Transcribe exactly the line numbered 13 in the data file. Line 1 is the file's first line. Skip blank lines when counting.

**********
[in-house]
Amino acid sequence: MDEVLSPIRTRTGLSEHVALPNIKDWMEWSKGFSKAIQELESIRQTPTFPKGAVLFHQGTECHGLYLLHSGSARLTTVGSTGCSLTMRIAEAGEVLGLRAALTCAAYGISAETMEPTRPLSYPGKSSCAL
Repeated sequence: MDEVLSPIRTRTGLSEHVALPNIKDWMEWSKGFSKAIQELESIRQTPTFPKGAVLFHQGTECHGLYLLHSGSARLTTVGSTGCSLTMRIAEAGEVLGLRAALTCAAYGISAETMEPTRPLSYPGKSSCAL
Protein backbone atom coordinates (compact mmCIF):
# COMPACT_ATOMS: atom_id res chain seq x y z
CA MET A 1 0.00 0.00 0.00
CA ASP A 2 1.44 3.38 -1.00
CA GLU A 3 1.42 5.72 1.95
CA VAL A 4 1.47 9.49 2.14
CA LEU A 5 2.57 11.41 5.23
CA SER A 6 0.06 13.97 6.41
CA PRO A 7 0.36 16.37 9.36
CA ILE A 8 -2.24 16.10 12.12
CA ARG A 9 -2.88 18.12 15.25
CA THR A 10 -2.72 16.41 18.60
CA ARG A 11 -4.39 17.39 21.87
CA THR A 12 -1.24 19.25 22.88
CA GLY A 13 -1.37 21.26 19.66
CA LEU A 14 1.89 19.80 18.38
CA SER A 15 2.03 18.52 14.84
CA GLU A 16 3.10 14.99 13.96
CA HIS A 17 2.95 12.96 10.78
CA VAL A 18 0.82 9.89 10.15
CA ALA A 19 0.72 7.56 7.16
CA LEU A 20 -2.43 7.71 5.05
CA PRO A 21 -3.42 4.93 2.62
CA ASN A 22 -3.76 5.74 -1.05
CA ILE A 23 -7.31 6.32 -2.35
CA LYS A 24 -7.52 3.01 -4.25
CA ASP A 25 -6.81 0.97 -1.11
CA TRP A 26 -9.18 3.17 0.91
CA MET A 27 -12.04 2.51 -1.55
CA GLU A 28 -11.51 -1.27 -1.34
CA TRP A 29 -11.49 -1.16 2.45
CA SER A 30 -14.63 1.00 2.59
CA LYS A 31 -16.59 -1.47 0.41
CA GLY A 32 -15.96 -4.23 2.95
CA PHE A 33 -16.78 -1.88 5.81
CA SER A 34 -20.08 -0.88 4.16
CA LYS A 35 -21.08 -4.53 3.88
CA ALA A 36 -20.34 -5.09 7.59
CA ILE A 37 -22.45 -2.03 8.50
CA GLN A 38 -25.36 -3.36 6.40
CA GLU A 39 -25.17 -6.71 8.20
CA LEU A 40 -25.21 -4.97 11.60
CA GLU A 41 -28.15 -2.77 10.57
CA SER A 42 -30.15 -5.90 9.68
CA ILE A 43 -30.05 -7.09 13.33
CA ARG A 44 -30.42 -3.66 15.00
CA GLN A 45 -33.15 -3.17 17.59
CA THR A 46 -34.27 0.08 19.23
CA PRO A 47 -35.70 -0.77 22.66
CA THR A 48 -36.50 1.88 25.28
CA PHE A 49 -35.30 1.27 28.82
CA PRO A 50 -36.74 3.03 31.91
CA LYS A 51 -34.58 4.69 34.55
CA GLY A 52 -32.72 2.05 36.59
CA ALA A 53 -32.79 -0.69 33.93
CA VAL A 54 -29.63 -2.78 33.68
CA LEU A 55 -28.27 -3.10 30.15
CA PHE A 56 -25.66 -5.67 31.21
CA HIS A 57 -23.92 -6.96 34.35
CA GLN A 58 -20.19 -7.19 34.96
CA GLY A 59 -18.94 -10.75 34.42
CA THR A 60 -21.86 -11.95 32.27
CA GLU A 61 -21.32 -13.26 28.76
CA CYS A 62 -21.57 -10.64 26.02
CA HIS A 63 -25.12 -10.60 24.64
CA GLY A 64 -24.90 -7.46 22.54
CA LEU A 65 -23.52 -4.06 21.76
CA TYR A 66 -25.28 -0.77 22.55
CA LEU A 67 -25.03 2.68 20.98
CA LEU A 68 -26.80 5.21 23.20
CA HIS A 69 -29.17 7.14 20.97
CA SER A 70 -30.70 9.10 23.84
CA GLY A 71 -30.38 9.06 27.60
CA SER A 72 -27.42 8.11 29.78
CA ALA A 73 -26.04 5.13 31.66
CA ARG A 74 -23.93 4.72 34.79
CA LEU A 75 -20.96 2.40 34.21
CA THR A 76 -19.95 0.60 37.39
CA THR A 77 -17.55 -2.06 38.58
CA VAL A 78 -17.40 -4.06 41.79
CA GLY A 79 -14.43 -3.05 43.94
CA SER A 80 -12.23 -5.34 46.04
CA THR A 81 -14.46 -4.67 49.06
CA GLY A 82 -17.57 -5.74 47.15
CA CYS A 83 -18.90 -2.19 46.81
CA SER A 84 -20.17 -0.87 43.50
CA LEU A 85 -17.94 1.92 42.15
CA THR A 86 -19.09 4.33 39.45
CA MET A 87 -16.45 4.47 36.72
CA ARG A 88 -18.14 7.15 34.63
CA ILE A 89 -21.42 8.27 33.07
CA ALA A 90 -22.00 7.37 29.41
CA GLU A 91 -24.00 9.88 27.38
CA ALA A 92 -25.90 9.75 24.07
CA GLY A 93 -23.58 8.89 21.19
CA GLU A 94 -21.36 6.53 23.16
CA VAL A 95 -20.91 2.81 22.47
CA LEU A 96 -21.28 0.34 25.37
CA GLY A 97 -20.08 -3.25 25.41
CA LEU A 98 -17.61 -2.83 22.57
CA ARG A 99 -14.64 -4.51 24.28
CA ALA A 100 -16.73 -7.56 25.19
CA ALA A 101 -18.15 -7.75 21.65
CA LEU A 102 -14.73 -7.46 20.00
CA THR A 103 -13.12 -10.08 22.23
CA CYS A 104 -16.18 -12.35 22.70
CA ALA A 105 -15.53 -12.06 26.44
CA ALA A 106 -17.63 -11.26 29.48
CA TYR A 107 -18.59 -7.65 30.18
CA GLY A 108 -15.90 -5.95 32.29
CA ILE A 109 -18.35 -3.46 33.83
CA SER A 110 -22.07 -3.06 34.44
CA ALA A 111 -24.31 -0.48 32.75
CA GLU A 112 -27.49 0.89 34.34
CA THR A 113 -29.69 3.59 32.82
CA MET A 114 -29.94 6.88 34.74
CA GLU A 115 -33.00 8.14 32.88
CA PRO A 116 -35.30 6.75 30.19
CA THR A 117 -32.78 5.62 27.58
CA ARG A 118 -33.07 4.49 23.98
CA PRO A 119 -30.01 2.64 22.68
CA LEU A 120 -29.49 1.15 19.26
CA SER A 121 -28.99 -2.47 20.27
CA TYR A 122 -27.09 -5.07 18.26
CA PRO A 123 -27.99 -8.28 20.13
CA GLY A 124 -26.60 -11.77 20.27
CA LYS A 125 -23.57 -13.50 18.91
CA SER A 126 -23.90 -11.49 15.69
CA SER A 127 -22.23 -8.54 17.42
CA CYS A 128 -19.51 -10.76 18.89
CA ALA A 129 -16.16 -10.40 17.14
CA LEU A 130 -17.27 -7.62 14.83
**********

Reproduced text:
CA ILE A 8 -2.24 16.10 12.12